So the above state must be rewritten in stationary states which are entanglements between the atom and the field (because you have to diagonalize your total hamiltonian: the |start> state is not an eigenstate of the total hamiltonian of atom + EM + interaction).

So we rewrite this as:

|start> = A |energy 1> + B |energy 2> + C |energy 3> + ....

Where |energy 1> is an entangled state of all the |n photon> states and all the ground and excited states of the atom, and |energy 2> also (but in different proportions)

A = <start| energy 1> ; B = <start | energy 2> ....

This can then evolve into:

|intermediate t> = A exp (i t E1) |energy 1> + B exp(i t E2) |energy 2> ....

and it is NOT (as you seem to suggest) necessarily factorizable in a product of an atom state (such as u |g> + v |e>) and an EM field state. I'm pretty sure you remain in a kind of entangled state, but if you wait long enough, and if the excited state is "rather" stable, you might hope that this evolves into something close to:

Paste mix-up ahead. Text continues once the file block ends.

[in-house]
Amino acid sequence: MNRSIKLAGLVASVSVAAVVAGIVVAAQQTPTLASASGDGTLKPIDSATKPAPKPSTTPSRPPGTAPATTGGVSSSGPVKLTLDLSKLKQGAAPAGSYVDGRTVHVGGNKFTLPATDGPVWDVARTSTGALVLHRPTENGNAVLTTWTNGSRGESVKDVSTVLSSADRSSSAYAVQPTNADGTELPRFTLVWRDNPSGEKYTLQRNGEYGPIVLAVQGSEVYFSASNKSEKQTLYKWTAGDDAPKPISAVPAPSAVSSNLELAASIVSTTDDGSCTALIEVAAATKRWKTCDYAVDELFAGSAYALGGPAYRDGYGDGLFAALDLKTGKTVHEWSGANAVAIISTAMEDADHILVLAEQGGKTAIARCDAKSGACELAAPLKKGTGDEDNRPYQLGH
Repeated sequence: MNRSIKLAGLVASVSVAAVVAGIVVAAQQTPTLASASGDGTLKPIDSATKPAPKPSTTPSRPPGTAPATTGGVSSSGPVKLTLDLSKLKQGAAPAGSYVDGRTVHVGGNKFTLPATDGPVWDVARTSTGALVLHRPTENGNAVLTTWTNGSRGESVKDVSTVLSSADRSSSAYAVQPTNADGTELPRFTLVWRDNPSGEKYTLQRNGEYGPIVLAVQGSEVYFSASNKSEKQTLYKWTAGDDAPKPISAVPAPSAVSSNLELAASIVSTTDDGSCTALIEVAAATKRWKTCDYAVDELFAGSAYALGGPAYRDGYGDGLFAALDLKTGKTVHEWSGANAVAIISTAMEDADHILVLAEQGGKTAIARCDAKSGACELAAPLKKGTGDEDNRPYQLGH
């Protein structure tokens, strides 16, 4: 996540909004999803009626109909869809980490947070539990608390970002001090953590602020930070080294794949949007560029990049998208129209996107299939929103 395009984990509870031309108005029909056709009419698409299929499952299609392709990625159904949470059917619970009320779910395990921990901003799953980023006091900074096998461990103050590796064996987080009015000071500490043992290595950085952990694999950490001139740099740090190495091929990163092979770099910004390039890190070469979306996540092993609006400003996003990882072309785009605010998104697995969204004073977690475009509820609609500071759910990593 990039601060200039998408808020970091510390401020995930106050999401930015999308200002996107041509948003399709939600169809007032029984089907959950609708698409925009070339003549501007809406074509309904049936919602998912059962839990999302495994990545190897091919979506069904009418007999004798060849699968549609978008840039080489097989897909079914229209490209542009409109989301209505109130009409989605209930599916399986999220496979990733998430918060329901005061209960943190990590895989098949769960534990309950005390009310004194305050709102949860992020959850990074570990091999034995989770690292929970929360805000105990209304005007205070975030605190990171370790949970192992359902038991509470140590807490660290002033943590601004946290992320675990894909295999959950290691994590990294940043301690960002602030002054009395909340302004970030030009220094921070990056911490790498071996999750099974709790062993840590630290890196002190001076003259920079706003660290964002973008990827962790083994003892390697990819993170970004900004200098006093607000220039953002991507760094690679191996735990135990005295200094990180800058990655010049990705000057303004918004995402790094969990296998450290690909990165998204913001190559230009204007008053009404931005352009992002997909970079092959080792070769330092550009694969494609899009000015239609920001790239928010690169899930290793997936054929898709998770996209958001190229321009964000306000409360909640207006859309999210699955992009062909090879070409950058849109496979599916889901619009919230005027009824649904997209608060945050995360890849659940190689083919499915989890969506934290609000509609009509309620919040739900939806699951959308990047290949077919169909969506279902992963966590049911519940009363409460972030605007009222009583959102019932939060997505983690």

|intermediate 2> ~ |0 photon> |e> + small terms.

Now the atom is "excited".

The desexcitation will then be simply a further evolution of the state:
A exp (i t E1) |energy 1> + B exp(i t E2) |energy 2> ....

and for very long times, you will end up again in a state that is close to:

|1 photon> |g>

But note that the whole time, we've never left the superposition:

A exp (i t E1) |energy 1> + B exp(i t E2) |energy 2> ....


If I can give you a rough analogy: if you consider a pulse, which is fourier transformed, it looks a bit as if you're saying: hey, a pulse cannot be composed of sine waves, because a long while before it, I have no signal, so where are your sine waves, and a long while after the pulse, the same. Nevertheless, during my pulse, I can understand that you build it up with sine waves. Well, here it is the same. The sine waves are the stationary states of the overall system, and their composition, all along time, remain the same. Your "initial, intermediate and final" views are particular stretches of your function in the time domain. It can be flat (state |g> or |e>) or a pulse ("superposition a|g> + b|e>"). But all this is just a result of the different phase factors in front of the stationary states of the overall system.